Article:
IE 11 is not supported. For an optimal experience visit our site on another browser.

'Rust' producers hire lawyers for inquiry into deadly shooting as investigators interview crew

The company behind "Rust" said a federal inquiry into last week's deadly on-set shooting was "standard practice."

Workplace investigators have begun speaking with the crew of "Rust" after the deadly shooting on the set in New Mexico last week, the production company behind the film said in a letter to workers.

The letter, obtained Tuesday by NBC News, said that the company would coordinate investigators' interviews with crew members and that its lawyers would be present during questioning "when allowed."

"As you may know, it is standard practice for the Occupational Safety and Health Administration (OSHA) to investigate workplace deaths," the production company wrote. "OSHA has therefore visited the Rust production set and begun interviewing crew members."

The company also said it had hired a legal team to investigate the shooting, which has indefinitely suspended production of the film in Santa Fe County.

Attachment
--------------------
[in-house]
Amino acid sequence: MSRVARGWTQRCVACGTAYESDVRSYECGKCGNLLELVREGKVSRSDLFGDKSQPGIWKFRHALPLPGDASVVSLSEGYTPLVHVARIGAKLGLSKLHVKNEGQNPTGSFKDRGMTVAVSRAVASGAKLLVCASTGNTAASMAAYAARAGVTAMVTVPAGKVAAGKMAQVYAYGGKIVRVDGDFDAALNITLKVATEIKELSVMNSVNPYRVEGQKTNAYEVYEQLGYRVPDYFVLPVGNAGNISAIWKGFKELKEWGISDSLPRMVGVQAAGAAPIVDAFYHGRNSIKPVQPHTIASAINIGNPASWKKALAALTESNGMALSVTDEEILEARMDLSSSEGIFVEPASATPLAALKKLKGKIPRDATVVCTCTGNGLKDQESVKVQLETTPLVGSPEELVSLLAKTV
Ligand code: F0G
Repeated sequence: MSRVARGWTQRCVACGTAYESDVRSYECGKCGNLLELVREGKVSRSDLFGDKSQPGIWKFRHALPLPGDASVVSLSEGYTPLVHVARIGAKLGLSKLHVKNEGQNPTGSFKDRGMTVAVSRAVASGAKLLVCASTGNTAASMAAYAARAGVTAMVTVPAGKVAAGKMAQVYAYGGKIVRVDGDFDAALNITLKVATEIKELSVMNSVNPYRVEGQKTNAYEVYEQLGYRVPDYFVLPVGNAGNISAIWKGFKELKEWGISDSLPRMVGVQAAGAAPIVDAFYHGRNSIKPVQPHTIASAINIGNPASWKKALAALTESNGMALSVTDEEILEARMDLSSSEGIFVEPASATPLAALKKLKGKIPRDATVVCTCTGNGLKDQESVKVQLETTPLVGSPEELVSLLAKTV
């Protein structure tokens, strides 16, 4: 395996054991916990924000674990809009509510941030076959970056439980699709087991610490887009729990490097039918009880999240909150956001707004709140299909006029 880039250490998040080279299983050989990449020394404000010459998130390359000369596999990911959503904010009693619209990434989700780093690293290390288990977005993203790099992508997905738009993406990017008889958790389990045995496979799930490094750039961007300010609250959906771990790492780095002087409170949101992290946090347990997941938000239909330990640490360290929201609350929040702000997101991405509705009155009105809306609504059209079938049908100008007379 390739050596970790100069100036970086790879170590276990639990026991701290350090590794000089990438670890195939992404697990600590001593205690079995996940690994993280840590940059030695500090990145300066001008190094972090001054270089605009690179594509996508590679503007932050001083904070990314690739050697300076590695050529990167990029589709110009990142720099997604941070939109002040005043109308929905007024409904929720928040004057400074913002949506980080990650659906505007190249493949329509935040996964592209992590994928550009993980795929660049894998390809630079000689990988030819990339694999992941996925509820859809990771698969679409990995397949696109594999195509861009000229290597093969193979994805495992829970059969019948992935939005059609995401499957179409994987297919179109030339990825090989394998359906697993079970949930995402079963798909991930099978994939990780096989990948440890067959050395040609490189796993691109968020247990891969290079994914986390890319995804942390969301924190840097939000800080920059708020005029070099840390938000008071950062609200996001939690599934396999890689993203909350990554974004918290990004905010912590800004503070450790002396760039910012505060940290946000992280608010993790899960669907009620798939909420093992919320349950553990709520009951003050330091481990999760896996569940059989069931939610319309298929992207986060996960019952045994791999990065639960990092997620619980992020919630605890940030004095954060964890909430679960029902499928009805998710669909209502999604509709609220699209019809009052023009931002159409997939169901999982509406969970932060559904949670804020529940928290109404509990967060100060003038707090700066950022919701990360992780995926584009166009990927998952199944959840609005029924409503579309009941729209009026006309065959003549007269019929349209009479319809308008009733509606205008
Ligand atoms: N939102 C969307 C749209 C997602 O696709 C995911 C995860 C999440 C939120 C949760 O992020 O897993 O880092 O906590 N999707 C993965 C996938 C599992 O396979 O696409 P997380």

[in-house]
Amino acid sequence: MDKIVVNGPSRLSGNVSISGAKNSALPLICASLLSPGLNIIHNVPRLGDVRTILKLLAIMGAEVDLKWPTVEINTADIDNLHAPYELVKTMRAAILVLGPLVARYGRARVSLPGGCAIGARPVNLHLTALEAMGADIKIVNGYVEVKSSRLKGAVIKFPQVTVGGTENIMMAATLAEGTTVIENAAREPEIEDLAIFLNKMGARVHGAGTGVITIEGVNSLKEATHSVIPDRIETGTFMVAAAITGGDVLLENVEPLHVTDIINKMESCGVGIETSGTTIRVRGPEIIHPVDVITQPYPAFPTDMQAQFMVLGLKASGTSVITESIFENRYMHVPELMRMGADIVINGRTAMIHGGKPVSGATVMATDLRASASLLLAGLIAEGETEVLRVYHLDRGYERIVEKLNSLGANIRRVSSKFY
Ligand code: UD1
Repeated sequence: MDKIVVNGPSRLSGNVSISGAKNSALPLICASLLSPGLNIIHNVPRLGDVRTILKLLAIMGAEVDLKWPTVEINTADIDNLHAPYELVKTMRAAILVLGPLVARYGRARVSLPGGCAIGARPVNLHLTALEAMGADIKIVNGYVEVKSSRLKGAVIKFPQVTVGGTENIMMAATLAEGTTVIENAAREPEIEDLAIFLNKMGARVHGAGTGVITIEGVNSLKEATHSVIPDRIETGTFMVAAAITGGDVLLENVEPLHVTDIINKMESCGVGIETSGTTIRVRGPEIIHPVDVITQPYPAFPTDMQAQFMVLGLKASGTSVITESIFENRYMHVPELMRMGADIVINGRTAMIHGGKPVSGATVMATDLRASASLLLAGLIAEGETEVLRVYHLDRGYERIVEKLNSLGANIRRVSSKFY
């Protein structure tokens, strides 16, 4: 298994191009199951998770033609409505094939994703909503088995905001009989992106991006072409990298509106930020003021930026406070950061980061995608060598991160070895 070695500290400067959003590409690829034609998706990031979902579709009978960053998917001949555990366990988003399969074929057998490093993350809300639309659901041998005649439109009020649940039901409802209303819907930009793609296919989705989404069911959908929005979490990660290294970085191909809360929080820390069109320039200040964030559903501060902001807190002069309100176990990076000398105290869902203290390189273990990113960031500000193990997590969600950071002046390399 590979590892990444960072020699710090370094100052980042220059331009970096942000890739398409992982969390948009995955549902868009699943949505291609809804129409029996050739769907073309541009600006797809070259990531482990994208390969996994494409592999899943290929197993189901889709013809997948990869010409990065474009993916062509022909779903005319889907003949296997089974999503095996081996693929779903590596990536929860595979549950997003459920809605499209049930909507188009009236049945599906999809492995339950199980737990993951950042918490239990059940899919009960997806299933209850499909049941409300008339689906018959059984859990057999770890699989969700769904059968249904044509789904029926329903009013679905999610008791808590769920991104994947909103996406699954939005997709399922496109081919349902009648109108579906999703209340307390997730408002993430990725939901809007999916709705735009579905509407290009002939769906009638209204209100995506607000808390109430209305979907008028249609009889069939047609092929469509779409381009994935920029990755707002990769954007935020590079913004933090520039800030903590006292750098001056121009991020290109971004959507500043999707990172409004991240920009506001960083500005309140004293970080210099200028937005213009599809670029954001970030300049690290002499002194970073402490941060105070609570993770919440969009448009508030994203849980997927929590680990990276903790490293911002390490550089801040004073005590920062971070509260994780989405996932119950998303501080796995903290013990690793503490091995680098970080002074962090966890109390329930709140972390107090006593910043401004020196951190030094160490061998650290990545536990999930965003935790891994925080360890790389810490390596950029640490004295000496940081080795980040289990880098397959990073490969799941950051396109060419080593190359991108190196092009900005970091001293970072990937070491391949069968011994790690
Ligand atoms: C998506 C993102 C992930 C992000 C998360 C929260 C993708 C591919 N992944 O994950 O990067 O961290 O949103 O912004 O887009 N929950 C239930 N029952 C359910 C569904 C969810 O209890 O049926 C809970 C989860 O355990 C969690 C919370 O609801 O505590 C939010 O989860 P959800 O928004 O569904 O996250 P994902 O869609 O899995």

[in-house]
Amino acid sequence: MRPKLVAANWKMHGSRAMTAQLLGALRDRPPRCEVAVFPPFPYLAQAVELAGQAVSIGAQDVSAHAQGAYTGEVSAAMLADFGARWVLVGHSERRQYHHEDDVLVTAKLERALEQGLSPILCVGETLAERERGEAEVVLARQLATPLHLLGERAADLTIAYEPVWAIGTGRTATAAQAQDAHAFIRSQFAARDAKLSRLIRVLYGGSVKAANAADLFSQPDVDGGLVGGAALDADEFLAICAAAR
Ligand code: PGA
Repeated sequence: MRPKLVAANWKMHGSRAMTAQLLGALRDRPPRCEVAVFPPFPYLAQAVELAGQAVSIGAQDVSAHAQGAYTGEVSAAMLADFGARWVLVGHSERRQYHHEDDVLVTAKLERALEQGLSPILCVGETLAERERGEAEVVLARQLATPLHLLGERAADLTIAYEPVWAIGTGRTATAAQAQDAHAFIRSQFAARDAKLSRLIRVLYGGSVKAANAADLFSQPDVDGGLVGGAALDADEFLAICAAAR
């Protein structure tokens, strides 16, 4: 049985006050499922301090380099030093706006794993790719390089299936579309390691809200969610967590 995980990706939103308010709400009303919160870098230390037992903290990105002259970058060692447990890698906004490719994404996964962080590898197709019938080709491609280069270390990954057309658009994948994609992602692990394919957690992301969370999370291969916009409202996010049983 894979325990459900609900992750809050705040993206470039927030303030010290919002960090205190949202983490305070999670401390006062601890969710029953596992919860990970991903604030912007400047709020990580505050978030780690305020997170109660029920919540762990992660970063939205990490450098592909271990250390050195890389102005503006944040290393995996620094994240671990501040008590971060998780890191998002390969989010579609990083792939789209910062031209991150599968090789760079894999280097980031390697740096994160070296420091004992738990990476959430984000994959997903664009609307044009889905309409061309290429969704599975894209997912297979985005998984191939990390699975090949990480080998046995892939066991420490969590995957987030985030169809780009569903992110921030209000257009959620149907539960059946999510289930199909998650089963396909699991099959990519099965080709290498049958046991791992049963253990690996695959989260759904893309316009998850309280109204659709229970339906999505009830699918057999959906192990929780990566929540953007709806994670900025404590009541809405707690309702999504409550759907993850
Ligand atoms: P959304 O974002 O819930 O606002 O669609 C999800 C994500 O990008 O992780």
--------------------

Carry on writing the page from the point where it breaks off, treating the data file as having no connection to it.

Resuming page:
On Thursday, a gun that witnesses said was declared safe by the assistant director went off as actor and "Rust" producer Alec Baldwin was practicing for a scene, killing cinematographer Halyna Hutchins, 42, sheriff's investigators said in search warrant documents.

Director Joel Souza, 48, was injured.

We apologize, this video has expired.

Producers told crew members that their lawyers would sit in on interviews "to reduce the amount of times you are inconvenienced."

"We know that reliving this tragedy will be hard, but your participation is important for all of us to be able to fully understand what happened, and we encourage you to share your perspective," the company wrote. "It is also typical when investigations are underway to ask witnesses to preserve any information they have — such as emails, texts, drives, paper documents, or other physical items. If you have any question about whether something should be preserved, please err on the side of preservation."

Workplace law experts say non-supervisory workers have a right to speak to OSHA investigators without a company lawyer present.